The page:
David Seymour compares blocking overseas buyers to North Korean dictatorship

David Seymour has compared blocking offshore homebuyers to the North Korean dictatorship.

The ACT Party leader went head-to-head with Labour's Grant Robertson, National's Steven Joyce, the Greens' James Shaw and NZ First's Winston Peters at the ASB Great Finance Debate on Wednesday night.

Mr Peters said with a severe housing shortage, overseas buying laws need to change.

"If we go on thinking we can allow people from Luxembourg, or for that matter, China, or for that matter Japan buy houses in this country without occupying them... then you're fooling yourself.

"It may not sound like a pleasant message to you but you haven't got an answer at all. The answer is getting supply and demand in sync."

Mr Seymour snapped back at Mr Peters, saying barring foreigners oversteps the mark.

"The most successful country in the world at banning foreign buyers is North Korea.

"But if we're gonna be a country that has global links that allows people to invest in a whole manner of things, then you're gonna have some people who, I hate to say it, Winston, don't look like us, and will sometimes buy houses. And that's okay."

Mr Peters fiercely stuck to his guns.

"There are tens of thousands of empty homes in this country. And when I see someone from offshore with 54 homes, I don't think it's a laughing matter."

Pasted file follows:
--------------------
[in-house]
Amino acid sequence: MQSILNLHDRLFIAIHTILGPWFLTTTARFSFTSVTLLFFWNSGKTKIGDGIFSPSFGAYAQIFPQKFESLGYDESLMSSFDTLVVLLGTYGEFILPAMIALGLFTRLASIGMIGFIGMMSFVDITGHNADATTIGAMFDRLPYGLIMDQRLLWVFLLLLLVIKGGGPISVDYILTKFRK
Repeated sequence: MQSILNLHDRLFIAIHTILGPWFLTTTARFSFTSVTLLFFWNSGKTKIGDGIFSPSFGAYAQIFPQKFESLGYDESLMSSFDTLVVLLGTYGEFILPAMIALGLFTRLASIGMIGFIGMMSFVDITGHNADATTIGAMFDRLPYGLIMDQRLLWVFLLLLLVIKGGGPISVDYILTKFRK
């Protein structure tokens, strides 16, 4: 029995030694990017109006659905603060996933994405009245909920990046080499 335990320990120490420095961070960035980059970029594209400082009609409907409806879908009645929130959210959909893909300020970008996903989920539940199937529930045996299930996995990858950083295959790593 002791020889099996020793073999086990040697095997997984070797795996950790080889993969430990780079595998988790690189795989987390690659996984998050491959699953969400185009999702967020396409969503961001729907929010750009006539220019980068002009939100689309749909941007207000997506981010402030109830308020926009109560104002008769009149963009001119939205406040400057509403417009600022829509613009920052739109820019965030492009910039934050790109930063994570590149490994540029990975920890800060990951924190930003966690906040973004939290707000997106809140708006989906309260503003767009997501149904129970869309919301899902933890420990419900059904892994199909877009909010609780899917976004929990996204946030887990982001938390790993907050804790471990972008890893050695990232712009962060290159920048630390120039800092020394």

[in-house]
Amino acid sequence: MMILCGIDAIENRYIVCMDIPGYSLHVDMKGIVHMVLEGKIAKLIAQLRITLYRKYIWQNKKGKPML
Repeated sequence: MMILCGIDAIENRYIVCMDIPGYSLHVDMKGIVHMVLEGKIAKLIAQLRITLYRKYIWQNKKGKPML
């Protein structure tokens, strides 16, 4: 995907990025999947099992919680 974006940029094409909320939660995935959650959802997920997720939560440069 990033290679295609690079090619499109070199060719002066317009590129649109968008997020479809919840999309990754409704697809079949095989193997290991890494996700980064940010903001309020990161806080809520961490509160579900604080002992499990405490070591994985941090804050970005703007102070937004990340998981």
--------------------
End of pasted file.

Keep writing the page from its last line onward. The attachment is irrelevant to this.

Meanwhile Labour's Mr Robertson also defended his party's plan to ban foreign buyers, reiterating a possible capital gains tax.

"What does New Zealand gain from someone who lives offshore who is never going to come here, who is never going to live here? They're just speculating.

"And the reason that they're speculating is because we do not have any tax on capital gain. We've got the tax that Steven Joyce introduced, that's the two-year one, which is completely ineffectual."

Mr Joyce said the stats don't back up that argument, with only 3 percent of sellers and buyers from overseas - many of them Kiwis.

Mr Shaw said while that's correct, there's a "huge amount of capital" behind those sales.

"The country is basically awash with cash looking for a safe place to park."

Mr Shaw said with New Zealand's housing shortage, "even a tiny number of [overseas] transactions makes an enormous difference."

Missed the debate? Watch it again here.